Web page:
Abstract 18631: The Histone Methyltransferase Smyd3 Modulates Growth and Differentiation of Human Cardiac Stem Cells
Stemness and pluripotency of embryonic stem cells (ESCs) are largely mediated by epigenetic modifications. The objective of this study was to determine whether growth and commitment of human cardiac stem cells (hCSCs) are similarly regulated. Discarded surgical specimens were enzymatically digested and c-kit-positive hCSCs were sorted by FACS. Genome-wide analysis of histone modifications documented that adult hCSCs are characterized by a bivalent chromatin configuration similar to that of ESCs with repressive and activating marks at lysine residues of histones H3 and H4. The high levels of di- (H3K4me2) and tri-methylation (H3K4me3) at lysine 4 of histone H3 prompted us to test the possibility that the histone methyltransferase Smyd3 is involved in the epigenetic control of hCSC function. Smyd3 downregulation by siRNA decreased the levels of H3K4me2 and H3K4me3 and resulted in a marked attenuation in hCSC replication and differentiation into myocytes and vascular cells. In contrast, Smyd3 overexpression led to a 1.6-fold increase in dividing hCSCs and a 2-fold increase in hCSCs committed to the myocyte lineage. Thus, we studied whether Smyd3 regulates a group of genes controlling the growth of hCSCs and their specification to the myocyte and vascular fate: telomerase (TERT), Nkx2.5, and GATA6. Downregulation of Smyd3 decreased the activity of telomerase, and the expression of Nkx2.5 and GATA6. By immunolabeling, Smyd3 co-localized with TERT, Nkx2.5 and GATA6 in hCSC nuclei. To document the role of Smyd3 in the transcription of TERT, Nkx2.5, and GATA6, ChIP assays with antibodies against Smyd3 and H3K4me3 were performed in hCSCs. Amplification and sequencing of the precipitated DNA fragments demonstrated that Smyd3 occupied the TERT, Nkx2.5, and GATA6 promoter regions in which its consensus sites are located. Gene reporter assays with plasmids carrying the 5’ flanking regions of TERT or Nkx2.5 containing mutated Smyd3 binding sites led to a marked decrease in promoter activity of the two genes. Importantly, high levels of expression of Smyd3 were found in the regenerated myocytes derived from hCSCs injected in immunosuppressed infarcted rats. Thus, Smyd3 plays a central role in the modulation of growth and differentiation of hCSCs in vitro and in vivo.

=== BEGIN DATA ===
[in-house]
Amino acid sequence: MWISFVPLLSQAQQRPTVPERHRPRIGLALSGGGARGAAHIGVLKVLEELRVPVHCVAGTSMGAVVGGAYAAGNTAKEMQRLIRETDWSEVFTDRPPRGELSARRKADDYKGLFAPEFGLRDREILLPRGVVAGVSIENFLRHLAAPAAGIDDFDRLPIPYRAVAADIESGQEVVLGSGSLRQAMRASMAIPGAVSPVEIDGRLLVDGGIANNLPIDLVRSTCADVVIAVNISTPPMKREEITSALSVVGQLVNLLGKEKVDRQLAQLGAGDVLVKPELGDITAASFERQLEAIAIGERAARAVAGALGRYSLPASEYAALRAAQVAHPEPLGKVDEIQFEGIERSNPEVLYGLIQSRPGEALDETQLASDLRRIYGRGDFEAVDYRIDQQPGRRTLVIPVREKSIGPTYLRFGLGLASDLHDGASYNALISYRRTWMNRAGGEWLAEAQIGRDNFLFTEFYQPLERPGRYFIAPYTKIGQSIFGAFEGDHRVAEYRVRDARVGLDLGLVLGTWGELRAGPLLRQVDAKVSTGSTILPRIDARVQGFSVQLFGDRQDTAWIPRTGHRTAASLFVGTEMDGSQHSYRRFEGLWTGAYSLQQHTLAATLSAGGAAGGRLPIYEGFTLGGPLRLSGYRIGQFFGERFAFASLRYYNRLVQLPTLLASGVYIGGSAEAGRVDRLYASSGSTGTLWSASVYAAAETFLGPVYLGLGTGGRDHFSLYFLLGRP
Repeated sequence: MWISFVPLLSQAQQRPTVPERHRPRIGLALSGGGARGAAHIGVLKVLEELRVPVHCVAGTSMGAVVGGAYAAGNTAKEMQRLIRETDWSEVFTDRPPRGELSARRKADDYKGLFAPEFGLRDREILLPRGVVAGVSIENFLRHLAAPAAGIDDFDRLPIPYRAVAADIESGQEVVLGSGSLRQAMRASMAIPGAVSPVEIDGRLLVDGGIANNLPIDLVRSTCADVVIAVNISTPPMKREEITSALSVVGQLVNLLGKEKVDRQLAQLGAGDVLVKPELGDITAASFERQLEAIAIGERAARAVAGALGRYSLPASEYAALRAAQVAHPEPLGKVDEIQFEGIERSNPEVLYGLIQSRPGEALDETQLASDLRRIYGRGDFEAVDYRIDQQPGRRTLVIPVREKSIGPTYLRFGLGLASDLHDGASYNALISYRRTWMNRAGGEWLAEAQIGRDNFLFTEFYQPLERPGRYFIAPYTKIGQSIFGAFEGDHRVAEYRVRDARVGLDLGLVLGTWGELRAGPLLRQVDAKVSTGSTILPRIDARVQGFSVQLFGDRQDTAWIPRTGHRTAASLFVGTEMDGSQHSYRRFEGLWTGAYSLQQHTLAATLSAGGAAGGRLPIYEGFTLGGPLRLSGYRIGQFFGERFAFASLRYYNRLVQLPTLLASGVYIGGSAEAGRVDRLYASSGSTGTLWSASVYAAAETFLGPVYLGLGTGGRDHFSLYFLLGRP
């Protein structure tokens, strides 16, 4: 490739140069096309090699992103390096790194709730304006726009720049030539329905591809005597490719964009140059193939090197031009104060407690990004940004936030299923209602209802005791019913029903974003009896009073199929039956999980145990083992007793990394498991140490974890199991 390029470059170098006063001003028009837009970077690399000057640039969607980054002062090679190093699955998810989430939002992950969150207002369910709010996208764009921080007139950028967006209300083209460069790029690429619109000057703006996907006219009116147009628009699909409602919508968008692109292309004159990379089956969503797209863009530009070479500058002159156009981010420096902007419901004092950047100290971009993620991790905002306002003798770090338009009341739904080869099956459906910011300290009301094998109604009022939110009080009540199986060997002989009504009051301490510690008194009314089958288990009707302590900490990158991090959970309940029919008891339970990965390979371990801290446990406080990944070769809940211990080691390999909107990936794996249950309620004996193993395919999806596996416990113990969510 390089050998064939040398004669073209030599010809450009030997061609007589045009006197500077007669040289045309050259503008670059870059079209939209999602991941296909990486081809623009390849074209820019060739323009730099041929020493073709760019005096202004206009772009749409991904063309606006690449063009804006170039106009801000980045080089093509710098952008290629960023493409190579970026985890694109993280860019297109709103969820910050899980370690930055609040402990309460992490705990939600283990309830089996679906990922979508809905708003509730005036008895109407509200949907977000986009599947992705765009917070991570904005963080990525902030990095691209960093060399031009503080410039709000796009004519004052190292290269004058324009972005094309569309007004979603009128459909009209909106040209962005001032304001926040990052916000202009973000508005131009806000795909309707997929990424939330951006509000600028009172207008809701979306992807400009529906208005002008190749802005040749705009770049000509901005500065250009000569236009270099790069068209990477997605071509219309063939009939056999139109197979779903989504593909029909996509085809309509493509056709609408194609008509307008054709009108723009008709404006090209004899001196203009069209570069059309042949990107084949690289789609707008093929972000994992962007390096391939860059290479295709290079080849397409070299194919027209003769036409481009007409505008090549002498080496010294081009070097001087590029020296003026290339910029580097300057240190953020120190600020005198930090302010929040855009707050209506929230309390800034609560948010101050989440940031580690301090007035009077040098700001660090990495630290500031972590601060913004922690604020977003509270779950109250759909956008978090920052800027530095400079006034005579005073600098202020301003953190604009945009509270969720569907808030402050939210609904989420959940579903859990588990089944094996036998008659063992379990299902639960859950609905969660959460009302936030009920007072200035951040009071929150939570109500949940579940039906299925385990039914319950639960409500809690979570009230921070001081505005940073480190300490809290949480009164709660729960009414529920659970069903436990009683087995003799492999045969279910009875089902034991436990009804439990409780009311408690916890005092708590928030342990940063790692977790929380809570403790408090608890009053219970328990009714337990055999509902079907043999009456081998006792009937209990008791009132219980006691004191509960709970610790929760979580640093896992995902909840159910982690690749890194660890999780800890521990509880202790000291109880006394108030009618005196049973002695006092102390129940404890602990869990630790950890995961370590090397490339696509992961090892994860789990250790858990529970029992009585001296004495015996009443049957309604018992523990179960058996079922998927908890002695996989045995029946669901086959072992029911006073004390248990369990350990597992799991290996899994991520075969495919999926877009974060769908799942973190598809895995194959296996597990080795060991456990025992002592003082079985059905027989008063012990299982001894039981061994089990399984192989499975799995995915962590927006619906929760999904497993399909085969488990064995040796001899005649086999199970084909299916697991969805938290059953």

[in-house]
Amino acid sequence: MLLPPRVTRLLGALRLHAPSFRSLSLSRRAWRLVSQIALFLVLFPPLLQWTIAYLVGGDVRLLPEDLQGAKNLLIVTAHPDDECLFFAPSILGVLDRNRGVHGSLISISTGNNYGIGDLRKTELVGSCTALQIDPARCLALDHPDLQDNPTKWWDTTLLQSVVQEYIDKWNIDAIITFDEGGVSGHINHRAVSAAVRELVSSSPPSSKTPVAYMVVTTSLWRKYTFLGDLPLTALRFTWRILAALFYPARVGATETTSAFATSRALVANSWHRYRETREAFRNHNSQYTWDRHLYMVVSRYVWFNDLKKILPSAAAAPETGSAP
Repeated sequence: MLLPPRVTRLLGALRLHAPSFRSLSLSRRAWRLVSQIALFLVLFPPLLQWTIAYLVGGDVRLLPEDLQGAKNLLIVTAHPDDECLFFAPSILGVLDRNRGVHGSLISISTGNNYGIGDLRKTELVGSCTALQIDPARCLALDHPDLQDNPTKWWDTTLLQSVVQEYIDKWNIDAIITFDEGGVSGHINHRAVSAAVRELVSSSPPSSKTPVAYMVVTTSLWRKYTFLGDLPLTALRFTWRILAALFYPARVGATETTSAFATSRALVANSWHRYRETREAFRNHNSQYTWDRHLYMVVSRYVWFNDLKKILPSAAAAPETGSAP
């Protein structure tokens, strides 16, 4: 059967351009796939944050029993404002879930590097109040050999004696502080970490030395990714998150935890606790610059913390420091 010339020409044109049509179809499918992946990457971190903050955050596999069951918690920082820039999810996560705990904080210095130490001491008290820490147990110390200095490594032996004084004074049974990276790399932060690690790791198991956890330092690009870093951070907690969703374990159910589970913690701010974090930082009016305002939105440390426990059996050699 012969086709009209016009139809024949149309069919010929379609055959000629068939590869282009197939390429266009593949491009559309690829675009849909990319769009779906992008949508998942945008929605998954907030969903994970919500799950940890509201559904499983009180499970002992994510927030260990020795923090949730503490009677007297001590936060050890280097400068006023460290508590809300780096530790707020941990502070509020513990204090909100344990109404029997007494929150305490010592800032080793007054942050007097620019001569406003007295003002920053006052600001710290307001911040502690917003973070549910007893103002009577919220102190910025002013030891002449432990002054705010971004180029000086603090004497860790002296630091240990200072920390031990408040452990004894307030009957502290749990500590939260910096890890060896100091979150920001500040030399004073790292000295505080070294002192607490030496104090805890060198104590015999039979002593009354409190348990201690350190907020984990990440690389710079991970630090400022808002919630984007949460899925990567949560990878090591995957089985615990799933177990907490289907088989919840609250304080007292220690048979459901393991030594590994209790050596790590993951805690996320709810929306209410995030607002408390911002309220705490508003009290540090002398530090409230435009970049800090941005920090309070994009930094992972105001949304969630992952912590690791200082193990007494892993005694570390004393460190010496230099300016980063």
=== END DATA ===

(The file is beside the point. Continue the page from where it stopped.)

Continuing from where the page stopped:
- © 2012 by American Heart Association, Inc.